The bars were stacked casually on a desk in a back office of Dubai's bustling gold souk, and they immediately caught the eye of the inspectors. Keen to impress his guests, the manager picked one up.
After a lifetime in the trade, Osama Kaloti suggested he could tell the provenance and purity of each bar simply by its look and weight. This one was silver.
Or so it seemed. Kaloti insisted the metal in his hand was gold. To prove his point, he scraped away the outer coating, revealing the yellow treasure beneath. There were about six bars in the stack, which might have weighed about 75kg in total. If gold, at today's prices, they would be worth $3.2m. If silver, the same size bars would be valued at less than $30,000.
The inspectors, from Ernst & Young Dubai, had been hired to audit Osama's family business Kaloti Group, Dubai's largest gold refinery, a process designed to assure important international customers that the company was doing all in its power to avoid conflict gold.
Processing some 300 tonnes a year, Kaloti claims to account for close to half of all refining in Dubai's gold market. Regulators claim gold trading in the emirate reached $70bn in 2012, up 25% on the previous year.
“Dubai is emerging as a gold bullion centre to rival London, Shanghai and others,” Osama's father, Munir Kaloti, who founded the business, explained to the Middle East Economic Digest in April last year. “Dubai now accounts for approximately 25 percent of the world's annual gold trade. The principal challenge [our] company faces is ensuring the responsible sourcing of gold ... Our safeguard measures are beyond the minimum set out by trade associations and government bodies.”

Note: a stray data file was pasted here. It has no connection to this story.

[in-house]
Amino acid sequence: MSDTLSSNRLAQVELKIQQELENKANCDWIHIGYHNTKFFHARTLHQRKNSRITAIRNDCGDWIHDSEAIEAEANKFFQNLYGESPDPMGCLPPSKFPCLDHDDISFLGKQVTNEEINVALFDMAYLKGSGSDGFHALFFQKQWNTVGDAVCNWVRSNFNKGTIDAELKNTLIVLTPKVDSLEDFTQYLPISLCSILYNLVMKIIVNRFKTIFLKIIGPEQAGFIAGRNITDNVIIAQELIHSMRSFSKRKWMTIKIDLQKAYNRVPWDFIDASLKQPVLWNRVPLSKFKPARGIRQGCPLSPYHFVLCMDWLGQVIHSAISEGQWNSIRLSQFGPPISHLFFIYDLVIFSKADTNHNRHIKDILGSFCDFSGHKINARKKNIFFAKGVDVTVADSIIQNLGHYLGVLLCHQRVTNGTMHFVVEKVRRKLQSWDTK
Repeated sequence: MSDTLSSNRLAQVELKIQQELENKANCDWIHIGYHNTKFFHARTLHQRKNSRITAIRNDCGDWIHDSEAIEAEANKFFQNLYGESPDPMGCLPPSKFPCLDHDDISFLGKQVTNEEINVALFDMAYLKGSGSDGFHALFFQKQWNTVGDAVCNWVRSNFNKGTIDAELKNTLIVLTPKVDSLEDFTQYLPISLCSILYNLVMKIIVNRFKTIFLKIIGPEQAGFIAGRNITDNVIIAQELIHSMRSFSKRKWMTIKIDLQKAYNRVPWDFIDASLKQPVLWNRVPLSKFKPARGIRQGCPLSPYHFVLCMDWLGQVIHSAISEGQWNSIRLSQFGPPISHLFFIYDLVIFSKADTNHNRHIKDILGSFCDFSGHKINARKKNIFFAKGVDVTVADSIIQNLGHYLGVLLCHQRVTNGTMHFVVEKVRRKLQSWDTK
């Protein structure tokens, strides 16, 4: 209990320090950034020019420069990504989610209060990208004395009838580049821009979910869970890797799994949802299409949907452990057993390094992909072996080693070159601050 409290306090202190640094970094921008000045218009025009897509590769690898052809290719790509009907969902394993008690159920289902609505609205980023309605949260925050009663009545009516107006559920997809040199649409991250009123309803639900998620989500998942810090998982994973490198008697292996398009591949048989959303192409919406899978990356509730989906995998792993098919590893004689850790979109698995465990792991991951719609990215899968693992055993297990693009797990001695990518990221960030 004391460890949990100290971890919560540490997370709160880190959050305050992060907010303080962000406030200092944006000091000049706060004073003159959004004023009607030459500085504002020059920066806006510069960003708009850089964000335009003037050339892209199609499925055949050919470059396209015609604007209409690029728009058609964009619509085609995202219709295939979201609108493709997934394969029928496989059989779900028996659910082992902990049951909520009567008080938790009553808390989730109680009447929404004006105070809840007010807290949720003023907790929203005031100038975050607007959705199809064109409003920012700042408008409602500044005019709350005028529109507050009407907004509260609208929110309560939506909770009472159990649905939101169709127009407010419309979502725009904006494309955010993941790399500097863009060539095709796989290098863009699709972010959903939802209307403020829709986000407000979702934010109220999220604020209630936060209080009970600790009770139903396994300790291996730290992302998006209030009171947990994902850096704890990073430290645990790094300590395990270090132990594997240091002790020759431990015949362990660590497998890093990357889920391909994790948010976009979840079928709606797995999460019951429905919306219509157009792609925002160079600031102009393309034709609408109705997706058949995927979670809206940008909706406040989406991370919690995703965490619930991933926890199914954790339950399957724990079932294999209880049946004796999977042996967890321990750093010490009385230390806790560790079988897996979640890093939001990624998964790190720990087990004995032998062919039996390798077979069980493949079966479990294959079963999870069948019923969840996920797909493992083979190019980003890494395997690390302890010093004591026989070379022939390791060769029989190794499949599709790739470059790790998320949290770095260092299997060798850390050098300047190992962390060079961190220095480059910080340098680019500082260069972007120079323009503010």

But back in the souk office, only the previous month, E&Y inspectors could hardly believe what Osama was telling them. According to their minutes: “He took a scanner and showed that the gold content was more than 85 percent and these bars are ... from a Moroccan supplier. He said that it's normal to receive silver coated gold bars especially from Morocco due to the gold export limits imposed by the Moroccan customs.”
It also emerged the Moroccan suppliers had brought the shipment in by hand and were paid in cash at Kaloti's office in the souk. The shipment had left North Africa incorrectly labelled silver, and was properly accepted at Dubai airport customs as gold. It sounded like a smuggling scam.
Further investigations found about four tonnes of gold, hidden beneath silver plating, may have come to Kaloti in a similar manner from several suppliers in Morocco. At today's prices, which are lower than those of 2012, four tonnes of gold is worth more than $170 million.
After being melted down, the bars would eventually emerge from the refinery as newly minted bullion, of 99.5 percent purity or greater, destined for the international gold market and stamped with a serial number and the words “Kaloti, Dubai.”
Following the E&Y inspection, Kaloti expected to be able to claim that its gold bars had been independently verified as conflict-free and responsibly sourced. But the inspectors were rapidly taking a very different view. They were shocked by refinery admissions that it accepted gold which had probably been smuggled. This was to be just one of the failings they stumbled over but it was enough, they thought, to mean the refinery had already effectively failed its inspection and would receive from E&Y the worst available score for the review period, covering the last seven months of 2012: “Breach of review protocol and zero tolerance.”
This score is reserved for the most serious lapses – such as refineries withholding information from reviewers, using unethical means to influence them, knowingly taking conflict gold, or taking gold from suppliers they know to have used falsified or misrepresented paperwork.